UPitt, NRRTS share findings
PITTSBURGH – With the first year of a pilot project to collect outcomes data under their belts, the University of Pittsburgh and NRRTS are now turning their attention toward how to build on that data to influence Medicare policy.
"One analysis I'd like to do is look at a population of people who got seat elevators versus people who could not get seat elevators," said Mark Schmeler, a professor at UPitt's School of Health and Rehabilitation. "We know anecdotally and clinically that, for many people, that specific intervention is critical, but Medicare flat out says they're not medically necessary."
Among the findings of the pilot project so far: that a slight majority of wheelchair users have complex diagnoses like spinal cord injuries and multiple sclerosis; and that comfort, health and daily routine are greatly improved when users get effective rehab equipment.
While these findings will surprise few, the fact that they’re the result of a more scientific process gives the industry a stronger leg to stand on, stakeholders say.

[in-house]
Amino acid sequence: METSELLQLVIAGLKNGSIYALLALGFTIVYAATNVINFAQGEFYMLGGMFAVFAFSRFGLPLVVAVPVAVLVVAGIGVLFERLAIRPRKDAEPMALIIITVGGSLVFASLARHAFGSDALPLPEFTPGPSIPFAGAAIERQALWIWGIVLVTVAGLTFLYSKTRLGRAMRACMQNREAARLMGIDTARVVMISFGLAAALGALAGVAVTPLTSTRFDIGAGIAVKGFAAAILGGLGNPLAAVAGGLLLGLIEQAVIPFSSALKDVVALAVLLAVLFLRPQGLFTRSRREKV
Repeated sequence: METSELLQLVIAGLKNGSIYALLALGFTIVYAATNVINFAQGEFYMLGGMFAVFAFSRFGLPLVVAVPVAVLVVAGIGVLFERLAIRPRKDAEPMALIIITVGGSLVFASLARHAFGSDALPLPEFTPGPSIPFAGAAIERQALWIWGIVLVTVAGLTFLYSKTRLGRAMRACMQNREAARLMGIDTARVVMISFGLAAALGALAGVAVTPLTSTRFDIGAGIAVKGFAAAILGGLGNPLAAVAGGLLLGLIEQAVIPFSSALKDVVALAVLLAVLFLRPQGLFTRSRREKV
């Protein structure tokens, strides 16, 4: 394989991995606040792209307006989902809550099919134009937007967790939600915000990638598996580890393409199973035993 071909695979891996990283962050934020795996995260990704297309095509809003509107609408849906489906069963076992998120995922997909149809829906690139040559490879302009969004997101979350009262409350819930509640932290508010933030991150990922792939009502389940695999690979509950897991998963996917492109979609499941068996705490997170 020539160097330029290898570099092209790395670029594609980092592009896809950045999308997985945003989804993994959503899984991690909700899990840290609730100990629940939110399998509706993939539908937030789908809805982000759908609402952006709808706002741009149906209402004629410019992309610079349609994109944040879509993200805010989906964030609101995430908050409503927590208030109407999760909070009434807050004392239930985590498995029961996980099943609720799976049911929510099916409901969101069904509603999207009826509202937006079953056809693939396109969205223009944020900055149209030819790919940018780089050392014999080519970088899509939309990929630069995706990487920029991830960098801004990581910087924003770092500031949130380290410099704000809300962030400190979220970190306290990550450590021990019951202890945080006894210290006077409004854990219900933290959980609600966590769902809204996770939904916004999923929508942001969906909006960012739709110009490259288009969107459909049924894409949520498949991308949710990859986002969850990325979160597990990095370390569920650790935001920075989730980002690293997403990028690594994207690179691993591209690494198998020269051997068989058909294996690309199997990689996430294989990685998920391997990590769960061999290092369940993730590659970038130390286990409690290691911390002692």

"Anecdotal data only convinces us," said Simon Margolis, executive director of NRRTS. "It doesn't carry a lot of weight in the real world. We have to prove to other people that we're as good as we say we are—that what we're doing is changing people's lives."
As NRRTS and UPitt dig deeper into the project, they would like to increase the number of participants. The recent findings were based on data from 134 cases from 11 NRRTS registrants in 16 states.
"We want to continue that, and then, after this year, we're going to look at that data and see if we can find specific trends," said Schmeler.